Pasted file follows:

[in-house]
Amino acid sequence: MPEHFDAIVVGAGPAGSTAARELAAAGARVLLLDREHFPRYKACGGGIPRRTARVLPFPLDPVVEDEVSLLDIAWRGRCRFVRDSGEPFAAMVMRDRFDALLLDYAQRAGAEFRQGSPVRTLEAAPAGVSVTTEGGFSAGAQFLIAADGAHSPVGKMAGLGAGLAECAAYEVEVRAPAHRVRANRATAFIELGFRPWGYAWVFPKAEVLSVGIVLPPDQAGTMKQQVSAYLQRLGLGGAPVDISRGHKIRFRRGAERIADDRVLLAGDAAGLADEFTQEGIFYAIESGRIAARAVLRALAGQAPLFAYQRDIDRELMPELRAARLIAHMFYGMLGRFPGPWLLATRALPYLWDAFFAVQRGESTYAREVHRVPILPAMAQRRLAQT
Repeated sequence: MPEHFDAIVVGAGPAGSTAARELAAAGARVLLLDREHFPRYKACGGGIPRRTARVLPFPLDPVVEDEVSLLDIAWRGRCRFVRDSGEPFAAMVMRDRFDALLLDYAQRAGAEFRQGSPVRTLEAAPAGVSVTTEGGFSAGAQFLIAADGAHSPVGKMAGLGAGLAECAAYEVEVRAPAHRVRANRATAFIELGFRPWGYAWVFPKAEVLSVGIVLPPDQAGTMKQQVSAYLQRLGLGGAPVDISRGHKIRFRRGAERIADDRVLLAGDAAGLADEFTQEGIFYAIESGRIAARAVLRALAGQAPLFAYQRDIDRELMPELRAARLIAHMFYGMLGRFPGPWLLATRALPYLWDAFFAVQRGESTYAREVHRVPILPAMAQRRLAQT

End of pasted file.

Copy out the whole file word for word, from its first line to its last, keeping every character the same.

[in-house]
Amino acid sequence: MPEHFDAIVVGAGPAGSTAARELAAAGARVLLLDREHFPRYKACGGGIPRRTARVLPFPLDPVVEDEVSLLDIAWRGRCRFVRDSGEPFAAMVMRDRFDALLLDYAQRAGAEFRQGSPVRTLEAAPAGVSVTTEGGFSAGAQFLIAADGAHSPVGKMAGLGAGLAECAAYEVEVRAPAHRVRANRATAFIELGFRPWGYAWVFPKAEVLSVGIVLPPDQAGTMKQQVSAYLQRLGLGGAPVDISRGHKIRFRRGAERIADDRVLLAGDAAGLADEFTQEGIFYAIESGRIAARAVLRALAGQAPLFAYQRDIDRELMPELRAARLIAHMFYGMLGRFPGPWLLATRALPYLWDAFFAVQRGESTYAREVHRVPILPAMAQRRLAQT
Repeated sequence: MPEHFDAIVVGAGPAGSTAARELAAAGARVLLLDREHFPRYKACGGGIPRRTARVLPFPLDPVVEDEVSLLDIAWRGRCRFVRDSGEPFAAMVMRDRFDALLLDYAQRAGAEFRQGSPVRTLEAAPAGVSVTTEGGFSAGAQFLIAADGAHSPVGKMAGLGAGLAECAAYEVEVRAPAHRVRANRATAFIELGFRPWGYAWVFPKAEVLSVGIVLPPDQAGTMKQQVSAYLQRLGLGGAPVDISRGHKIRFRRGAERIADDRVLLAGDAAGLADEFTQEGIFYAIESGRIAARAVLRALAGQAPLFAYQRDIDRELMPELRAARLIAHMFYGMLGRFPGPWLLATRALPYLWDAFFAVQRGESTYAREVHRVPILPAMAQRRLAQT